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f there is one thing I’ve always liked about that particular class of performance car of which the Subaru WRX STI forms part, it’s that they’re practical.

Think about it, here you have a four-door sedan with enough space for the core family and it goes like the proverbial “bat outta hell”. And now Subaru has done right by its fans by putting the boot back into this iconic brute.

Beauty is in the eye of the beholder, that’s for sure. I do think the car is attractive, but there are other hot sedans (BMW’s 335i, for example) that I find prettier.

But going by the number of turned heads, thumbs-up signs and other positive responses I got while driving this beast, a whole province of people would disagree with me.

I dare say, and I know I will be raising Cain among the true faithful saying it, I quite liked the hatch version’s looks.

But then, I can’t say I was absolutely enamoured with the styling of the earlier sedan versions. So I suppose I should be ducking the stones and brickbats now, because the hatchback version was rather less than well received by the Scooby faithful, who wanted a boot with a huge wing on the back.

Well, they got the boot, and the big wing, back - and they’ve got the Scooby with the biggest pair of boots yet included in the bargain.

The car churns out 221kW at 6 000 rpm and 407Nm of torque at 4 000rpm - but that’s not all, folks. If you can handle a bit less torque and yearn for easier gearshifts, you can now also get a five-speed automatic with paddleshift kicking out 350Nm, but over a broader band of engine speed.

Having had the car for a mere two days, I can’t really call this road test, more a driving impression. And it left a good impression.

Look, Subaru is Subaru. They make nice, medium-quality family cars. With a growl and some real teeth, in the case of the WRX STI.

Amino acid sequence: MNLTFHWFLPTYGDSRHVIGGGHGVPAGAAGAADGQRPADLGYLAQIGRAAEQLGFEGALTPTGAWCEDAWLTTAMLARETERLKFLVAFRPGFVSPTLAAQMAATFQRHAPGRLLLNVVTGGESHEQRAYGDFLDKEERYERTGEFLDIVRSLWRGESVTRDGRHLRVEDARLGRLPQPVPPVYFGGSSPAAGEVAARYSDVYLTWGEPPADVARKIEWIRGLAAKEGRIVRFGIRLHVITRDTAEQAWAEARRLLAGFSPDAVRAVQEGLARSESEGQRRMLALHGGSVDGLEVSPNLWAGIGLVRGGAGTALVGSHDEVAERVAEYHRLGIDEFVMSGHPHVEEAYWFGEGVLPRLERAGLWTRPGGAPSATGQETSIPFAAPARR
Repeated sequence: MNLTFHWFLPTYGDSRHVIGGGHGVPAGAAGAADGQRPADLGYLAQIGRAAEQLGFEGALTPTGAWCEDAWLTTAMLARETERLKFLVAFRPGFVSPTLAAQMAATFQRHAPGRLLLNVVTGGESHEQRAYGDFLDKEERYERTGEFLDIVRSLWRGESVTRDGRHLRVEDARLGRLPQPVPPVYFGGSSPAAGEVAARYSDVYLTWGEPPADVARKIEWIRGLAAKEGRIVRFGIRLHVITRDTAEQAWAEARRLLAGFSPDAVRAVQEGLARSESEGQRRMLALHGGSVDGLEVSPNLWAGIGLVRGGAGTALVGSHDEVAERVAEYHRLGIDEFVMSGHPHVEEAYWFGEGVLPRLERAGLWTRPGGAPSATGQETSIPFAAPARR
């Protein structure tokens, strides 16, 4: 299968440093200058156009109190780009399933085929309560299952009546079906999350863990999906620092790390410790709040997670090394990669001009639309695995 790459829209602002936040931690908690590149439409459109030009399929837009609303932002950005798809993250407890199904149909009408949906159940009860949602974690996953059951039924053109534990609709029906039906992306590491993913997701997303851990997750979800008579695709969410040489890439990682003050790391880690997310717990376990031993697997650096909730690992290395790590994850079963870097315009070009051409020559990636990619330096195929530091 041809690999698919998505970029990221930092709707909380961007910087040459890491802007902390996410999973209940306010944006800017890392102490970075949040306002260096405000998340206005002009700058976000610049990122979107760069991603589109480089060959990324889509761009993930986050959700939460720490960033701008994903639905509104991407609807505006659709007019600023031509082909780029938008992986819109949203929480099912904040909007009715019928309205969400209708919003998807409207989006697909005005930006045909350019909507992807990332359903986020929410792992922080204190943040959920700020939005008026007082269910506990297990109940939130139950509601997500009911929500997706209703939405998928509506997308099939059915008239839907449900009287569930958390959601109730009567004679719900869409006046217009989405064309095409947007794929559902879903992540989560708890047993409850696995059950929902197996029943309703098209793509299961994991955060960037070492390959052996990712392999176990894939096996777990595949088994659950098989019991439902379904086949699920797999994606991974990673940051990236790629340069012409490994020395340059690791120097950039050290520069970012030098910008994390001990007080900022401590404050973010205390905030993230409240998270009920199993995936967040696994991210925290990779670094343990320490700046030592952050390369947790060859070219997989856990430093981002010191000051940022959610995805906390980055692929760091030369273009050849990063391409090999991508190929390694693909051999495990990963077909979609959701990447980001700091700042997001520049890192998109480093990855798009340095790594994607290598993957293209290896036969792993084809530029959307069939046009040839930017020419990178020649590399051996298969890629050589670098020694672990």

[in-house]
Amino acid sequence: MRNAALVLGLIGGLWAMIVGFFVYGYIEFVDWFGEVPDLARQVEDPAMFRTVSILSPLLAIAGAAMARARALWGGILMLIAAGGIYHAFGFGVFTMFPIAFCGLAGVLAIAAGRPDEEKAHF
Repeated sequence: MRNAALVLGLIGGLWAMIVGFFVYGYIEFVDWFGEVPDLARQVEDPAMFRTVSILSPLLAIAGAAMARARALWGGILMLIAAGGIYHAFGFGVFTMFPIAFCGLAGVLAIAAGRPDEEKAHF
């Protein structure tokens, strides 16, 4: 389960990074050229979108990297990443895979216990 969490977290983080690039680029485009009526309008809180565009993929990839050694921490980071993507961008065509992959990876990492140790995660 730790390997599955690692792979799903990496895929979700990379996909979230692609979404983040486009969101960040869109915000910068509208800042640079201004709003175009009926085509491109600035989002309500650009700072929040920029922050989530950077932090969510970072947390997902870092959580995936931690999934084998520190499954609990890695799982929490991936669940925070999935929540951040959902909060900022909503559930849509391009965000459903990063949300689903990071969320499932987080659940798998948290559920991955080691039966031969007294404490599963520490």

Essentially, the recipe is the same with the latest STI. The 2.5-litre boxer engine (a flat four, like the old Beetle engine, only infinitely better) is turbo-charged and wears a number 12 combat boot in the kicking department.

But it now also sports variable valve timing on inlet and outlet valves and, if I’m not mistaken, it will certainly put a blueish tint to the shins of most of its opposition, when driven in anger.

The Ford Focus RS comes to mind.

While the Ford’s take-off might be marginally quicker, I have no doubt everything else will belong to the Scooby. The STI is easier to drive, handles much better and is not cursed with the Ford’s elephantine torque steer under power.

The STI’s chassis is even better than its predecessors’. The suspension is far stiffer than before, resulting in “flatter” cornering, while driver involvement remains high as you want it. To enhance handling, Subaru has made the suspension system’s lower control arms from aluminium, reducing unsprung weight and helping the suspension to work more effectively.

The six-speed manual STI retains the Driver Controlled Centre Differential, while both STI models also enjoy the benefits of Si-Drive, effectively enabling the driver to choose from three throttle maps to suit conditions and mood.

Inside, everything is as one would expect it to be - neat, but not ostentatious, comfortable without being extraordinarily plush. In fact, sitting in a Scooby, you could be forgiven for thinking you’re in an upmarket Toyota, for instance. Except for the Recaro sport seats in the front, of course. Recaro - need I say more? As far as I am concerned they are sport seats. You simply don’t need more.

Just maybe, the car is a bit quiet. You cannot listen to Janis Joplin AND enjoy the engine sound with the windows closed and the aircon on. So, I didn’t listen to Janis; I switched off the aircon and opened the window as often as I could, because that special flat-four engine sound is music to my ears.

Build quality? Well, things tend to be a bit softer than the German cars of our world, of course. That big scoop on the bonnet that allows the fresh stuff to cool the intercooler sometimes quivers like a bowl of jelly on a rougher road.

The odd rattle did appear here and there.

Overall though, nothing even suggested it wanted to fall off on a gravel road so it’s good enough.

At R519 000-odd, depending on options, this is one very exciting car to drive - hotter than a Porsche Boxster and cheaper too - and you can take the family on holiday, drag a trailer around and tackle gravel with ease.

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